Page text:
We simply have to return to the iNews story of yesterday which declares there is a new government policy that the “Prime Minister’s Office (is) to approve all headlines in Chronicle Newspaper”.
While the article was met with shock and horror on social media, journalists know a flimsy story when they see one. This article basically only has two pieces of information. (the rest is bulked out with the remarks of Nagamootoo who indeed blundered in his comments)
- That Imran Khan “Director of Public Information was observed inside the newsroom on Tuesday evening, August 26, passing instructions”.
- And that “iNews has been reliably informed that General Manager of the Guyana Chronicle, Michael Gordon has been instructed to ensure that all headlines are sent” to Khan “before the paper goes to press”
Khan subsequently denied he was at the Chronicle on Tuesday night only a couple of hours after the story was posted. His denial was tagged at the bottom of the story. Later a reporter attached to the Chronicle was asked if Khan was there and he replied he wasn’t there. It seems very clear now that Khan was not in the building and as such that part of the story is factually incorrect. As for the meeting with Gordon, that was scheduled since Monday as Khan has since mentioned and it was meant to be at the Chronicle, but Gordon said he was in the area and could drop by Khan’s office. Hardly a summoning.
So where would iNews get such information? Obviously from someone inside the Chronicle, an organisation which is so riddled with political syphilis that one should be skeptical of every word anyone in there says or writes. Could it be engendered by this message which circulated to other media houses the same day?
Well we now know Khan was never there, so the second part that “he directed what the page one should be like” is also erroneous..and then… hold on…the source is citing “unconfirmed reports”? This does not rise above the level of gossip let alone form the basis for a news story stating emphatically that “Prime Minister’s Office to approve all headlines in Chronicle Newspaper”.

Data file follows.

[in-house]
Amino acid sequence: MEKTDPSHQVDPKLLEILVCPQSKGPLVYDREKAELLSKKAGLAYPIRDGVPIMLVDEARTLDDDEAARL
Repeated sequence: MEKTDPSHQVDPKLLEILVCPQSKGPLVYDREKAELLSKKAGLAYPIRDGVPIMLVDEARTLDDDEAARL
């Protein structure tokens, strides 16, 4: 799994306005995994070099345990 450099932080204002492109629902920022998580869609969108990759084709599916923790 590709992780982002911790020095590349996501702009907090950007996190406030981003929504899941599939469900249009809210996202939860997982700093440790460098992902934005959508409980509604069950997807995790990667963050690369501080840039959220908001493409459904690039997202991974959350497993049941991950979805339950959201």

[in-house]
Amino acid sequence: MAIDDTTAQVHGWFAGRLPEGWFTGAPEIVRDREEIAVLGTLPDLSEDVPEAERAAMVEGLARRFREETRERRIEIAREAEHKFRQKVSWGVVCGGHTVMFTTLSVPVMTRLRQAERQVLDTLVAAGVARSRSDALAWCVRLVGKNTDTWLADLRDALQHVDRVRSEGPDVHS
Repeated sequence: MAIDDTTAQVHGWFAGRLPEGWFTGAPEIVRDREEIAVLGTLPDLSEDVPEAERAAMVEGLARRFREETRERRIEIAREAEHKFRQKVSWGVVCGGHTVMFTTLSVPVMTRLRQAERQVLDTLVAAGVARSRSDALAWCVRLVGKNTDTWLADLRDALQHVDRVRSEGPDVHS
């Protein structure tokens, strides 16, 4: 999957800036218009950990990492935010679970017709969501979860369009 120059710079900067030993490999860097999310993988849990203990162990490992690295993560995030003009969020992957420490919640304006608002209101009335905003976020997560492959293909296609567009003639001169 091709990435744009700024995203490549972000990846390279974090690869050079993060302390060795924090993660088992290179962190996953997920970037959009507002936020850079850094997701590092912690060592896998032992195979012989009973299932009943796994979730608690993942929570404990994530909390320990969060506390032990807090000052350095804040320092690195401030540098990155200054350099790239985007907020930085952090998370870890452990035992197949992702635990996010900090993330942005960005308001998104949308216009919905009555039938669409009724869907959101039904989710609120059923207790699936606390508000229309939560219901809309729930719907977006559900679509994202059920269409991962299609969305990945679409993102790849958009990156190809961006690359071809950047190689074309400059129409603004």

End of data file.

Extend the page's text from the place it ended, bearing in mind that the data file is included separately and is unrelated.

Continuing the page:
Now let’s say they have more or separate information – although their story does not provide any more details than that contained in the above message- but let’s just say they spoke to the deposed editor-in-chief Mark Ramotar or Raschid Osman or Michael Gordon, any one of who might have gripes over the impending changes at the newspaper, is it not in the interest of journalistic fairness that iNews first get a comment before declaring point blank “Prime Minister’s Office to approve all headlines in Chronicle Newspaper”? (Incidentally all headlines? Or just the front page, or just political? The story does not say. and apparently Khan will be making sure the WICB gets good press).
What exactly is the rush to post a story with tremendous consequences in terms of how people perceive the new administration’s approach to the state media? Nagamootoo has said previously his office would not interfere and indeed they want the Chronicle to cover all view points including the PPP’s. This supposed new policy of approving headlines flies in the face of that. And that is why it was essential iNews waited for a comment before publishing. And since there is no real deadline in new media, in contrast to newscasts and newspapers, the assertion that iNews could not wait on Khan and had to go to press is spurious.
Khan finally told the media after questioning by Gordon Moseley last night that he is “not aware of any such decision (to review headlines) being taken …or any such directive being issued”. That is a flat out denial of the article’s sole thrust which by now has more holes than Swiss cheese: Let’s recap:
1) He said he was not at the Chronicle Tuesday night and this was confirmed by a reporter.
2) He is not aware of any such policy or any such directive of headlines needing to be approved being issued.
At this point, it would be in the interest of iNews’ reputation for fairness to either retract the story or write a new one that reflects the comments of Khan. Tagging his comments on the bottom of the story is simply not good enough. As we know a lot of people only read the headlines, and legally a headline in and of itself can be libellous even if the story it sits upon is not. (NB: This is not a matter of libel)
It’s ok, sometimes journalists screw up and in fact there is something to be said for pushing the limits and to “publish and be damned”, rather than holding back information. But in this case it was a blunder.